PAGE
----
PC chip maker Intel plans to launch a TV set-top-box in 2013 to stream both on-demand and live television - but analysts have poured cold water on the idea, with one claiming it has zero chance of even coming to market.
Intel announced its plans at AllThingsD "Dive into Media" conference, with Vice President Erik Huggers telling those in attendence that he was negotiating with content providers to "create a superior experience."
However almost immediately several analysts have poured cold water on Intel's plans. They are sceptical that Intel will be able to compete in the television streaming market, or that a set-top box will be able to counter the company's struggling PC chip sales. Bernard Gershon, head of digital consultancy GershonMedia told Reuters:
"The chance that Intel launches is zero. They haven't cut any deals with any content companies, and they are not offering something that differentiates itself enough on service or price to get the deals done."
Stacy Ragson, of analytics firm Sanford Bernstein also spoke to Reuters, but was somewhat less dismissive of Intel's plans: "The question you have to ask with Intel is, 'is anything they do big enough to move the needle?' You're not going to make or break the company on something like this."
Huggers said the company has been working for about a year to set up a group called Intel Media: "It's a new division with new people - people [we've hired] from Apple, Netflix and Google. And it's devoted to developing an Internet television platform."
This is the first time Intel will sell a new consumer tecnology product under a new brand, which it will sell directly to the consumer market. "It'll be an Intel-powered device with fantastic industrial design. But it's not just a device. We're working with the entire industry to figure out how we get live TV to consumers over the Internet," Huggers said.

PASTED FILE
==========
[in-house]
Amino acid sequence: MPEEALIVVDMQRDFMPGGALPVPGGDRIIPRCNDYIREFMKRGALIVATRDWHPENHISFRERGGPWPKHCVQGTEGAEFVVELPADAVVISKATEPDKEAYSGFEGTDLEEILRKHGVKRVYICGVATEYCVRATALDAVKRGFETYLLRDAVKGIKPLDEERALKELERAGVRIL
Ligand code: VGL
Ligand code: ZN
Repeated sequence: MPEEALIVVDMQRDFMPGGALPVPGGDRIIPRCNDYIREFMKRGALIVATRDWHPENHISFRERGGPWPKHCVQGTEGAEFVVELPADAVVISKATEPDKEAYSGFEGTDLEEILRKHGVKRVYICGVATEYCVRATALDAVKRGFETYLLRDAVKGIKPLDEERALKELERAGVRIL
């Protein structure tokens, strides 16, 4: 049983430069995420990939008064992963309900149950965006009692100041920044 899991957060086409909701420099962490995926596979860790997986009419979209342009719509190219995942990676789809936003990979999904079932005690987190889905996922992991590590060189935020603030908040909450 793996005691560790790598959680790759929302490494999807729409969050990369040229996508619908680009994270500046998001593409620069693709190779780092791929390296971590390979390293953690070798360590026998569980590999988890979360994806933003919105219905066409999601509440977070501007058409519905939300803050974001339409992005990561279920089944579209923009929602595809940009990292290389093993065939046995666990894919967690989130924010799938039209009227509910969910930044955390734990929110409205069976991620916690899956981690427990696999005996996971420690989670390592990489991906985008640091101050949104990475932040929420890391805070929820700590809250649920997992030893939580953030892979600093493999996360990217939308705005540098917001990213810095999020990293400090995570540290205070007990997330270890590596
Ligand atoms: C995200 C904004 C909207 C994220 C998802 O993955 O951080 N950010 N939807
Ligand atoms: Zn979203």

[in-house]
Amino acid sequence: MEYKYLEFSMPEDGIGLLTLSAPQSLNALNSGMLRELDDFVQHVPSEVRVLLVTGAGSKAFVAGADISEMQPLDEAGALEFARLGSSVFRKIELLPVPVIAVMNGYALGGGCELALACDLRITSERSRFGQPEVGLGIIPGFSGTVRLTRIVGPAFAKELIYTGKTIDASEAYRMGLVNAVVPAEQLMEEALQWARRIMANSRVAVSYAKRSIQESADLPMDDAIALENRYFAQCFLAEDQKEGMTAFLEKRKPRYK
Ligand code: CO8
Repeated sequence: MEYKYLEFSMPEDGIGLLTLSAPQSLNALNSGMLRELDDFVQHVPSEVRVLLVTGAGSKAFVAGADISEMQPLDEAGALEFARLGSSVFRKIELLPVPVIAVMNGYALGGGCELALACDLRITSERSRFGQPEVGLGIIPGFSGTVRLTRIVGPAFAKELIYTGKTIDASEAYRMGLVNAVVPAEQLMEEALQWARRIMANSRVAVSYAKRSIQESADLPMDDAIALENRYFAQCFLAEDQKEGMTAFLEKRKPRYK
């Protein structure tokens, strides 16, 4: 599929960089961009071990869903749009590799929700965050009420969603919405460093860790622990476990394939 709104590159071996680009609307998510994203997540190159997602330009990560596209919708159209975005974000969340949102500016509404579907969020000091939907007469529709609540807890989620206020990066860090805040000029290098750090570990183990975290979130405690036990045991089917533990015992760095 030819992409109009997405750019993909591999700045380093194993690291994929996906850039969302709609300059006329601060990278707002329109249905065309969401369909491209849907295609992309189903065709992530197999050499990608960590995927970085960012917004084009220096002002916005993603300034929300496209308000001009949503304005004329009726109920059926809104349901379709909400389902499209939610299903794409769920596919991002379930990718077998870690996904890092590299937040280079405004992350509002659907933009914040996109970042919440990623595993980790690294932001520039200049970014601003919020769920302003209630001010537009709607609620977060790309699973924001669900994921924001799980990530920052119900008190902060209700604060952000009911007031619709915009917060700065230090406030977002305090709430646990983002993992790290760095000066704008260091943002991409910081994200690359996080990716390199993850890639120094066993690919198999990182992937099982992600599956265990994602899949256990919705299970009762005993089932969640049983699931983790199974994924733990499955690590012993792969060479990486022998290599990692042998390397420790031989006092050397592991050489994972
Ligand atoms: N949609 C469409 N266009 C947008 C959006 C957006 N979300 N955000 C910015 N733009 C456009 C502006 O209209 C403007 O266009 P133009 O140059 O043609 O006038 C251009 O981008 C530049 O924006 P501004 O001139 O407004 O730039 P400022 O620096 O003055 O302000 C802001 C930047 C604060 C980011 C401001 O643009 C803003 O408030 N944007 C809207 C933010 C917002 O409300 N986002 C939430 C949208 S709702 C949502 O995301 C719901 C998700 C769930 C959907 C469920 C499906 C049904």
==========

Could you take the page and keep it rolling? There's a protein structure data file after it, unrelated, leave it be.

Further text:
He added that the company was focused on the experience for the consumer rather than the cost tothe consuemr: "It's not a value play. It's a quality play where we'll create a superior experience for the end user."
Huggers, who previously developed the BBC's iPlayer streaming service, said he could not yet reveal the name of Intel's set-top box, but did say that the device would feature a front mounted camera which could identify the faces of individual users and tailor recommended content to them.However, users will be able to draw a shutter over the camera's lens if they prefer.
Intel's announcement that it will move into internet television comes as sales of its computer chips have dropped. According to the company's full year results for 2012, sales of Intel's PC chips fell by six percent during the fourth quarter, while quarterly profit was down 27 percent.
This is in line with a drop in PC shipments for 2012 as manufacturers struggle to evolve as the world moves into what is dubbed the "post-PC era."
Google, which has launched several set-top boxes with a number of manufacturers, has failed thus far to establish itself as a serious contender. Apple TV is selling well but offers access to the iTunes catalogue as well as other streaming services such as Netflix but has virtually no live TV services.
Intel will face competition from all cable companies who are expanding their offerings to include on-demand films and TV as well as apps for everything from weather to sport scores.
Intel's shares were up 0.76 percent, to $21.19 (£13.63) at end of trading on 12 February.
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